How to work with Wildcards
For the sake of this guide, we'll use Interest profiling as an example. Let's say that you have 100 products within the same category and sub-category, you can tell Triggerbee that you want every one of these products to be in "Interest Profile X". This means that instead of adding 100 different paths, representing every single product, under one Interest Profile, you can just use an asterisk at the end of your path to cover them all.
These are the URLs for the products you want to cover in one Interest profile.
https://website.com/category/sub-category/product-1 https://website.com/category/sub-category/product-2 https://website.com/category/sub-category/product-3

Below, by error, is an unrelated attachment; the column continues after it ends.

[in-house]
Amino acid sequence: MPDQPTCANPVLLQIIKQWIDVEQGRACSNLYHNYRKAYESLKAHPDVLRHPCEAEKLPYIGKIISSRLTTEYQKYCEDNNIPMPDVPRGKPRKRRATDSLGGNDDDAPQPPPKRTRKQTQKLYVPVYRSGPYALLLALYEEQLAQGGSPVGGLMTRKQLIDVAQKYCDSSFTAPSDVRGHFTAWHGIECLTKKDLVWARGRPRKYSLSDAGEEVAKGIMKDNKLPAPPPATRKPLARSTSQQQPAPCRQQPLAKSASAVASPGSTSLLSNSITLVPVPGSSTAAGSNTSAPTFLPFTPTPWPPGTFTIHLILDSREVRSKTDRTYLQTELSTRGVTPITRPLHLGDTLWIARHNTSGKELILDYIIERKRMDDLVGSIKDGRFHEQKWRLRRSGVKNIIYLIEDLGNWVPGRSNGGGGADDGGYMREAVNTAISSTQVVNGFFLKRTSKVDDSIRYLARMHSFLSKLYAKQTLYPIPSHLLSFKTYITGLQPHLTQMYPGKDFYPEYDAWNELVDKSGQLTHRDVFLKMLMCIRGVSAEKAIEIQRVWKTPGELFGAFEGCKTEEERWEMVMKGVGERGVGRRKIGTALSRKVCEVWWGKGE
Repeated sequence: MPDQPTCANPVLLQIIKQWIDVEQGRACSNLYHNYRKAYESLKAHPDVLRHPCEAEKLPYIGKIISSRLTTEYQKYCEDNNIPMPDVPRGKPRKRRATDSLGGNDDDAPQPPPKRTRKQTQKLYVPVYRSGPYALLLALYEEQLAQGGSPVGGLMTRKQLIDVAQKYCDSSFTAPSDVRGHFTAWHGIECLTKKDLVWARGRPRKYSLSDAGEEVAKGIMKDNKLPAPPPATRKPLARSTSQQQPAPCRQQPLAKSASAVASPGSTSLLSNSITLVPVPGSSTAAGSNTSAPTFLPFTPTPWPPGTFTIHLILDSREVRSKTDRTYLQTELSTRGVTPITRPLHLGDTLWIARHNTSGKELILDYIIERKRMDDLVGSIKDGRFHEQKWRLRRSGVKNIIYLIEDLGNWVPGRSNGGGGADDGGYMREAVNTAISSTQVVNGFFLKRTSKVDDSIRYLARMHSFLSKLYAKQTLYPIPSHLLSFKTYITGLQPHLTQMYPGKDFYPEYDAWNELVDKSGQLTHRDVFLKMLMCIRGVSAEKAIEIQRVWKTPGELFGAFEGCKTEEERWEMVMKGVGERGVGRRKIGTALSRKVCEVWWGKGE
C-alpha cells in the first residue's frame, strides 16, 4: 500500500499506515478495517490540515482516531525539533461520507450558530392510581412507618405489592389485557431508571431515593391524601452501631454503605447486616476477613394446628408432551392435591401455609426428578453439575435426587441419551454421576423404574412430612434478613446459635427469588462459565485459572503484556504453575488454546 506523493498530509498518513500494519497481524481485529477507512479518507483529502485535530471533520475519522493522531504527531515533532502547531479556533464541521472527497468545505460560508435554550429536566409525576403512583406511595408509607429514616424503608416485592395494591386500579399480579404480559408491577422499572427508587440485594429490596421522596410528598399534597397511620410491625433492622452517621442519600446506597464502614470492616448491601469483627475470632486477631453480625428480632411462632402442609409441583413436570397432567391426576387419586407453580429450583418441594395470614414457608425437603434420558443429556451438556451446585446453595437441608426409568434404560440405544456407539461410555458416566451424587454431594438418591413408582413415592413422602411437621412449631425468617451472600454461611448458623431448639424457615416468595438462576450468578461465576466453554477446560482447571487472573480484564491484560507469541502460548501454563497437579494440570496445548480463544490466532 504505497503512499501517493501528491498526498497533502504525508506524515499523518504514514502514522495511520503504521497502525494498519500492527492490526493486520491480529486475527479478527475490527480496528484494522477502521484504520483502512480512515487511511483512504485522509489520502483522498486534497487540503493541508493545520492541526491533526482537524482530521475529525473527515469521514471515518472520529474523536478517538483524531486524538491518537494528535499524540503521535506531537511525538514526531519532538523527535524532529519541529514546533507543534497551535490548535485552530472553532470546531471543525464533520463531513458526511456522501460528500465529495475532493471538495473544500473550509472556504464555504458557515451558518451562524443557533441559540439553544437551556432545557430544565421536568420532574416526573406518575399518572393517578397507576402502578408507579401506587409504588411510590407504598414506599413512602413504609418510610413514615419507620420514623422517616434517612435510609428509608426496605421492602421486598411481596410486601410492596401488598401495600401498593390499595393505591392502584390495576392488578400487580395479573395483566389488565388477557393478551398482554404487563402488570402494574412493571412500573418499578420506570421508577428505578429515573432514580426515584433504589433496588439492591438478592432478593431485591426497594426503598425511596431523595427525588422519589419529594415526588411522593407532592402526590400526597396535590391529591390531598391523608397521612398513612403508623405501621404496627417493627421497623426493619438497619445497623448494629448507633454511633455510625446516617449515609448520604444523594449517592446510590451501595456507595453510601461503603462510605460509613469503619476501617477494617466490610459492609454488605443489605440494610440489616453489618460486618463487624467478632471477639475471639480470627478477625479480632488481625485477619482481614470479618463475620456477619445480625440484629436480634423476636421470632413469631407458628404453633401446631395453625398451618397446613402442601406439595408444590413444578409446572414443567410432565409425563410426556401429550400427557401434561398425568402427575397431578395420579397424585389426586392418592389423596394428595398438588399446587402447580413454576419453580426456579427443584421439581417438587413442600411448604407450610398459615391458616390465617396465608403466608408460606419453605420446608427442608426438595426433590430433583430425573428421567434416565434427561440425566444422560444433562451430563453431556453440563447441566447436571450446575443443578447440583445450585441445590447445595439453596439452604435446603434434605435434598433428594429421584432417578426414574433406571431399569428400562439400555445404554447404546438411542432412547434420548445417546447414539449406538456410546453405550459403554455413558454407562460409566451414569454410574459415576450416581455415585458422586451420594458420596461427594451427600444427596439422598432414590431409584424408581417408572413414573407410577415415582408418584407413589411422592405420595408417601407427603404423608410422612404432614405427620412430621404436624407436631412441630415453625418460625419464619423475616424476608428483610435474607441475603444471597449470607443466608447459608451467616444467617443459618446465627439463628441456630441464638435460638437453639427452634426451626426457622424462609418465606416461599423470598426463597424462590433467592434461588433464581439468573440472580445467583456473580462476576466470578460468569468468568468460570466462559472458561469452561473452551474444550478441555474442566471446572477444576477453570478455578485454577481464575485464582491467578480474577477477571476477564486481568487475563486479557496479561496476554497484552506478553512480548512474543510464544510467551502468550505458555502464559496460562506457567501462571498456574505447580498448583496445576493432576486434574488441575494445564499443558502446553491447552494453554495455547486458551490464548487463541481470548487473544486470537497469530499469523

Instead of manually entering each of these URLs, you can just add an asterisk before the specific product name.
As you can see, the last part of the address is removed ( /product-1 ) and replaced with an asterisk ( * ).
Here's an example
Let's say you run an eCommerce bookstore, and you want to see which visitors are most interested in Thriller books. So, you want to add an interest profile called " Thrillers". To do this, you add the paths for each separate book and author you have available under Thrillers.
When repeating this for every section of your bookstore, you'll notice that it quickly becomes a very time-consuming task.
Meet the Wildcard
Instead of inserting each separate path, you can just use an asterisk to include every page under your /thriller section, like this:
See? We just removed everything in the path after /thrillers and added an asterisk instead. This essentially tells Triggerbee to include anything in the URL that comes after /thrillers/.
It's a much better way of profiling your website and will help you save a lot of time.
Note: Remember that the use of wildcards is available for every part of Triggerbee where URL targeting is used, like Goals or Widgets.